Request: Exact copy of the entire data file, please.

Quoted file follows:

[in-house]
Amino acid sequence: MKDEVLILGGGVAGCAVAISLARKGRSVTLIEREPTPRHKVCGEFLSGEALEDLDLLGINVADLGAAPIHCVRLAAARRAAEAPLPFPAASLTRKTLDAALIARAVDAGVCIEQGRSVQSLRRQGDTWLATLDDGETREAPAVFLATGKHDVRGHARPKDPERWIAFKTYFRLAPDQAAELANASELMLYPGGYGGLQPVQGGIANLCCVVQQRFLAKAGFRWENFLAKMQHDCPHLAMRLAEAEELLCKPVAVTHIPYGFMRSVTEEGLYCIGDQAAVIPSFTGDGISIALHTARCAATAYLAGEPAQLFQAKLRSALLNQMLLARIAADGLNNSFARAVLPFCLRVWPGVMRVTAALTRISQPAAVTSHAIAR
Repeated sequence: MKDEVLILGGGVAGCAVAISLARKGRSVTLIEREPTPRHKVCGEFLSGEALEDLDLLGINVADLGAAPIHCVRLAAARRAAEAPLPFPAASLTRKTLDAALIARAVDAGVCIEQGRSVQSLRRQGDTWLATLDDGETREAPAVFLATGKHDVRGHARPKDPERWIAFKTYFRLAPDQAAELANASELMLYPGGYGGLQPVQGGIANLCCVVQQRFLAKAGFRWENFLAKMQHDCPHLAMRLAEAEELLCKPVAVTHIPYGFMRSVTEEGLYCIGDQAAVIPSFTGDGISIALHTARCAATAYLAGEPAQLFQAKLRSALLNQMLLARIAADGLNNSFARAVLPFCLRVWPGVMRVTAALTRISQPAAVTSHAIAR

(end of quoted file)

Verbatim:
[in-house]
Amino acid sequence: MKDEVLILGGGVAGCAVAISLARKGRSVTLIEREPTPRHKVCGEFLSGEALEDLDLLGINVADLGAAPIHCVRLAAARRAAEAPLPFPAASLTRKTLDAALIARAVDAGVCIEQGRSVQSLRRQGDTWLATLDDGETREAPAVFLATGKHDVRGHARPKDPERWIAFKTYFRLAPDQAAELANASELMLYPGGYGGLQPVQGGIANLCCVVQQRFLAKAGFRWENFLAKMQHDCPHLAMRLAEAEELLCKPVAVTHIPYGFMRSVTEEGLYCIGDQAAVIPSFTGDGISIALHTARCAATAYLAGEPAQLFQAKLRSALLNQMLLARIAADGLNNSFARAVLPFCLRVWPGVMRVTAALTRISQPAAVTSHAIAR
Repeated sequence: MKDEVLILGGGVAGCAVAISLARKGRSVTLIEREPTPRHKVCGEFLSGEALEDLDLLGINVADLGAAPIHCVRLAAARRAAEAPLPFPAASLTRKTLDAALIARAVDAGVCIEQGRSVQSLRRQGDTWLATLDDGETREAPAVFLATGKHDVRGHARPKDPERWIAFKTYFRLAPDQAAELANASELMLYPGGYGGLQPVQGGIANLCCVVQQRFLAKAGFRWENFLAKMQHDCPHLAMRLAEAEELLCKPVAVTHIPYGFMRSVTEEGLYCIGDQAAVIPSFTGDGISIALHTARCAATAYLAGEPAQLFQAKLRSALLNQMLLARIAADGLNNSFARAVLPFCLRVWPGVMRVTAALTRISQPAAVTSHAIAR